Can the Baker administration address the MBTA’s problems using the tools that the Massachusetts Department of Transportation already has?

That was the question that the Joint Committee on Transportation wrestled with as Transportation Secretary Stephanie Pollack and members of Gov. Charlie Baker’s special MBTA panel fielded questions about its recent report on T operations, management, and finances at a legislative oversight hearing at the State House Tuesday.

With an audience of more than 200 people largely dominated by MBTA employees crowded behind her, Pollack made a forceful pitch for a stand-alone fiscal and management control board that would be dedicated exclusively to the T’s problems. “Both MassDOT and the MBTA will benefit from the temporary separation at the governance-level only, not management, not staff ,” Pollack said.

But the Transportation Committee’s two co-chairs, Sen. Thomas McGee of Lynn and Rep. William Straus of Mattapoisett, are not convinced. Both men voiced considerable skepticism about the administration’s insistence on a new “piece of bureaucracy,” as McGee termed the control board plan, especially since Baker has six open seats on the MassDOT board after the mass resignation of the Patrick appointees last week.

“We want to make sure that the T works within the framework of the Department of Transportation,” said McGee. “Are we addressing a management problem with a governance solution?”

Straus suggested that there were steps to reform the MBTA that the Baker administration could make without legislation. “There are a number of administrative changes that the administration can implement today or would require modest fixes in the authority and the chain of command without trying to reinvent the wheel,” he said.

One change that Pollack indicated that she plans to make that does not require legislation is creating a central MBTA procurement and contract management office that would oversee the agency’s project spending and coordinate the purchasing of equipment and other materials, tasks that are currently spread across the agency.

Straus also said that tweaking current transportation statutes might be another option that lawmakers could pursue. “I didn’t hear anything today that tells me from a legal requirement or policy reason why some of these changes that we both support couldn’t be implemented by modifying the MassDOT board authorization,” he said.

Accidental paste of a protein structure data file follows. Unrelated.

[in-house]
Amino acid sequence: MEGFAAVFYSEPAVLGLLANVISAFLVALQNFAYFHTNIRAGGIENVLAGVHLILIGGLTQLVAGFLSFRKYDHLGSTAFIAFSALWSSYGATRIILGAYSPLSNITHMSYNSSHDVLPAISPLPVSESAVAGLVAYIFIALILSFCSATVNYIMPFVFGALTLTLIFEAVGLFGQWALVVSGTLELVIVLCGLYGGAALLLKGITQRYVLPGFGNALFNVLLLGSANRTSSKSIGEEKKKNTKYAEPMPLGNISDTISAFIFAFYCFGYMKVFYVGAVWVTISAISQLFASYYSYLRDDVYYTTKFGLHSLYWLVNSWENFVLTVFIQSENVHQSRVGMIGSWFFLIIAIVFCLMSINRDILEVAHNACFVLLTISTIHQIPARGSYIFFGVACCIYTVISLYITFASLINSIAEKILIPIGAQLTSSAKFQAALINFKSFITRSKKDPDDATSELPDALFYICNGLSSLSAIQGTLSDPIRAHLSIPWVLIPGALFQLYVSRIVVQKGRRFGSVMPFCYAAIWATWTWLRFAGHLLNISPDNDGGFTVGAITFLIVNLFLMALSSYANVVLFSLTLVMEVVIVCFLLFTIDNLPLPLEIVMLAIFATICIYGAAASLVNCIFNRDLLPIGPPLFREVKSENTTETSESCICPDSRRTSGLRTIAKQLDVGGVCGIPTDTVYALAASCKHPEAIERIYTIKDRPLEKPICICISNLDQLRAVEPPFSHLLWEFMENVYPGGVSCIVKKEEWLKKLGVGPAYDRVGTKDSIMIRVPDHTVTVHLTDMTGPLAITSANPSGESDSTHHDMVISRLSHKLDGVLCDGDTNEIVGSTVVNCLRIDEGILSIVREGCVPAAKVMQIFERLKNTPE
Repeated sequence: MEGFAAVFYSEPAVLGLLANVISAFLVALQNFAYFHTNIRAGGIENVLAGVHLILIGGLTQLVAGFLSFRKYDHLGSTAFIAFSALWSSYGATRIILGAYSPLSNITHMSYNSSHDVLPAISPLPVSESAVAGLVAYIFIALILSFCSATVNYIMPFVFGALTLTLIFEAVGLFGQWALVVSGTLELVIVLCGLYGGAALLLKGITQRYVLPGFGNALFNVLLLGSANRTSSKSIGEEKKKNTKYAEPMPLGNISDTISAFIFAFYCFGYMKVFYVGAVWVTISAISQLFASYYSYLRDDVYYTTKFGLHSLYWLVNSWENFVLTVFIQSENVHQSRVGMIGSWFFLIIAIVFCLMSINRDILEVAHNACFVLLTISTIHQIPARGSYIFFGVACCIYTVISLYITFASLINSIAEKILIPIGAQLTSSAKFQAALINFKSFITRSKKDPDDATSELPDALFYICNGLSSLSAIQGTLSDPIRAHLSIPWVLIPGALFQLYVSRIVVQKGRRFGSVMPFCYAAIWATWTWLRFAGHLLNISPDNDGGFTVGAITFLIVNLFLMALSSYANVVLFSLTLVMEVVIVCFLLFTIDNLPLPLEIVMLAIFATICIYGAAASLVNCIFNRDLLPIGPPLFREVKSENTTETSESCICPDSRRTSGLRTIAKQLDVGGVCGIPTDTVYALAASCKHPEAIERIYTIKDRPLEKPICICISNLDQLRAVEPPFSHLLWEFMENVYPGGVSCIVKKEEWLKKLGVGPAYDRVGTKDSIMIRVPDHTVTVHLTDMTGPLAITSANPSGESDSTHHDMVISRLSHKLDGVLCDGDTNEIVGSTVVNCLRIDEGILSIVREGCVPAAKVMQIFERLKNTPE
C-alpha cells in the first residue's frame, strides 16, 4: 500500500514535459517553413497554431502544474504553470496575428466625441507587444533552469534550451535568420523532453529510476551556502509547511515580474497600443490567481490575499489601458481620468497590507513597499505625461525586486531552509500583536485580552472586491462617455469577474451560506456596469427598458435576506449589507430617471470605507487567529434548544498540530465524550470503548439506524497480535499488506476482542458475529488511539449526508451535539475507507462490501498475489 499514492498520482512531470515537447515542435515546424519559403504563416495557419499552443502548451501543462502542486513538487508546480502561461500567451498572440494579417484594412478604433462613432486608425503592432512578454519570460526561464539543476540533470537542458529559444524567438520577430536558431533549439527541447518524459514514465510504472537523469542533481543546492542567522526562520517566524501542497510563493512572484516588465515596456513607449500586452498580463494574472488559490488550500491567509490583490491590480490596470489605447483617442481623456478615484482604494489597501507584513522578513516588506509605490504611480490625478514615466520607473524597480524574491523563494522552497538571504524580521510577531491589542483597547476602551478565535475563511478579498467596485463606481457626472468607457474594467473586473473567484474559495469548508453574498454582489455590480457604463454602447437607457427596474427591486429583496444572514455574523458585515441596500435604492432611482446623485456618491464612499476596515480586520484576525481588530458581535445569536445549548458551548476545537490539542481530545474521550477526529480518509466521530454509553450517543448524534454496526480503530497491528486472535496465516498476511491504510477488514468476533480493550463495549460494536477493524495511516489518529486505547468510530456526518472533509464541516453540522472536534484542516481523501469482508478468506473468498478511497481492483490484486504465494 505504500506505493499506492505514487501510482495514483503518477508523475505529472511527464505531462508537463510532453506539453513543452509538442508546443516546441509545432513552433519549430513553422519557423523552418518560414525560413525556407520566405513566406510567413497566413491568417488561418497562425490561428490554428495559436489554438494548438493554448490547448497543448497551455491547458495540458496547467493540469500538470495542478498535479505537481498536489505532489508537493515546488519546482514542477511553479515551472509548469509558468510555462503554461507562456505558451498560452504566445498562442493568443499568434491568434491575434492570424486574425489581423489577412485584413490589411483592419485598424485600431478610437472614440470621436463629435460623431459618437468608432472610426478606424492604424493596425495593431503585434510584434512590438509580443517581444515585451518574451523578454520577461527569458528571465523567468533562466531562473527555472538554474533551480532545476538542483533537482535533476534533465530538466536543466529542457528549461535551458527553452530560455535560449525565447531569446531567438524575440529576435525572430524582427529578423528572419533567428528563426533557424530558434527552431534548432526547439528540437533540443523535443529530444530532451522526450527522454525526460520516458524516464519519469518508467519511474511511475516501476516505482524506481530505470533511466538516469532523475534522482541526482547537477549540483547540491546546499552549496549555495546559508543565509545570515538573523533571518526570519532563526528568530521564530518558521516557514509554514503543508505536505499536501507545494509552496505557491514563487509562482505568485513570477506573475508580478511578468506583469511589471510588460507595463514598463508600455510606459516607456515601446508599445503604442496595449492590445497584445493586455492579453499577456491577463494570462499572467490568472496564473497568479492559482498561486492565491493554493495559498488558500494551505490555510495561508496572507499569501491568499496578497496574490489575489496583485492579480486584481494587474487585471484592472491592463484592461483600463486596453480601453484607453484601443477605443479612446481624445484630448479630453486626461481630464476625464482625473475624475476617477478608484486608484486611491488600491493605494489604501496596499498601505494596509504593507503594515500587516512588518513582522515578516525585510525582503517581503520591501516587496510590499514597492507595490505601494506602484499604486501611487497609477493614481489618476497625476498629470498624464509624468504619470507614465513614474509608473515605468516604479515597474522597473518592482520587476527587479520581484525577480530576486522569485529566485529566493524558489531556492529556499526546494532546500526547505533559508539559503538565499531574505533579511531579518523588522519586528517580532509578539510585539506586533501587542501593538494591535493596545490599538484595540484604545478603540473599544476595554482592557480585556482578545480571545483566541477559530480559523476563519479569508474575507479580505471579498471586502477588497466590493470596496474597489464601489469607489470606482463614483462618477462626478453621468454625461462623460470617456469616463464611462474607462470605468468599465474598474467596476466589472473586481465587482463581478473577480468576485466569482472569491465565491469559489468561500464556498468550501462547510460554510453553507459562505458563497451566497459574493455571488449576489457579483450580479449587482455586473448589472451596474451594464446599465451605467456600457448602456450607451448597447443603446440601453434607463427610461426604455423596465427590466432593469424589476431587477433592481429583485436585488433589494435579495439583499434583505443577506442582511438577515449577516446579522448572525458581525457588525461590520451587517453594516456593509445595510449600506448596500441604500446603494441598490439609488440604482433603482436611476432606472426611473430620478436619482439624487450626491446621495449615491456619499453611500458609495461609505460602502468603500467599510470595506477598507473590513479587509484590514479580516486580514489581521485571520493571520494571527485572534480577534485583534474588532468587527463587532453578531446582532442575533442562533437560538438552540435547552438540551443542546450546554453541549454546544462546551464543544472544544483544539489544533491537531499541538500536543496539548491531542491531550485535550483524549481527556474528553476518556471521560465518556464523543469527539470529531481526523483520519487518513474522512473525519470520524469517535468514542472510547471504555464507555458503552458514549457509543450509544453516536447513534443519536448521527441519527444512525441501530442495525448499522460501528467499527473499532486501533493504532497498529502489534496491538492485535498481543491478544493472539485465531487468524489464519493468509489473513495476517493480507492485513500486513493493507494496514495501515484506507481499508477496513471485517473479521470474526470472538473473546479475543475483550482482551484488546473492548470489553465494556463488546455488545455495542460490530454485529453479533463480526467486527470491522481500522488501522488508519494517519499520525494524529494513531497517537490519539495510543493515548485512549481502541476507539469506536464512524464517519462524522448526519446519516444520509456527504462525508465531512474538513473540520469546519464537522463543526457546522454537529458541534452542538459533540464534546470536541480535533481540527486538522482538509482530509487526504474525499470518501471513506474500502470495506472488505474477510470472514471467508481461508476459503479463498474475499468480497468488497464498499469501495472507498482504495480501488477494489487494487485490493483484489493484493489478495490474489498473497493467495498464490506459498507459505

During a break in the hearing, James O’Brien, president and business agent of the Boston Carmen’s Union, the MBTA’s largest organized labor union, echoed some of the sentiments of the committee co-chairs. “I personally don’t know if [the governor] needs a control panel if he is going to appoint all the members of the MassDOT board.”

According to Pollack, the current MassDOT board structure is not up to the job of steering the changes that the MBTA needs to make to avoid the kinds of problems that have long-plagued the agency and crippled operations this past winter.

Despite two rounds of legislative reform efforts, the secretary noted that there are measures, such as the strict separation between capital and operating budgets, that MassDOT has been able to implement while the MBTA has not. Unlike the highway department, the MBTA continues to pay employees out of its capital budget.

Pollack emphasized that the “depth” of the T’s problems require the focus of a dedicated board rather than having members of a MassDOT board try to work on the T along with overseeing the state registry of motor vehicles and the aeronautics and highway departments.

The new structure would allow the governor to appoint a chief administrative officer to run the MBTA. Together with Baker and Pollack, the administrator would look into new revenue options such as selling real estate, advertising, and other concession opportunities.

A new board would also be able to devote more time to T-specific issues. Currently, the MassDOT board meets one day a month. The Springfield Finance Control Board, which served as a model for the Baker administration’s MBTA plan, started out meeting 15 to 20 hours per week, Pollack said.

“The control board, in our view, is needed, not only to introduce a kind of financial stability and management discipline at the T but also to powerfully communicate that change is needed and that change is coming,” said Jane Garvey, a panel member and a former head of the Federal Aviation Commission.

Another potential obstacle is recruiting people to serve on both boards. Straus indicated that he thought that pulling together a possible control board and a new MassDOT board would be difficult. “Sixteen new people who can pass ethics and conflict of interest standards in the transportation field is not an easy thing to accomplish,” he said.

Pollack, currently the sole MassDOT board member, said that the governor hopes to fill the six MassDOT vacancies before its mid-May meeting. A bill recently filed by the governor would expand the Mass DOT board’s membership to 11.

The transportation committee co-chairs said that they expect to hold hearings on the governor’s control board proposal in the coming days.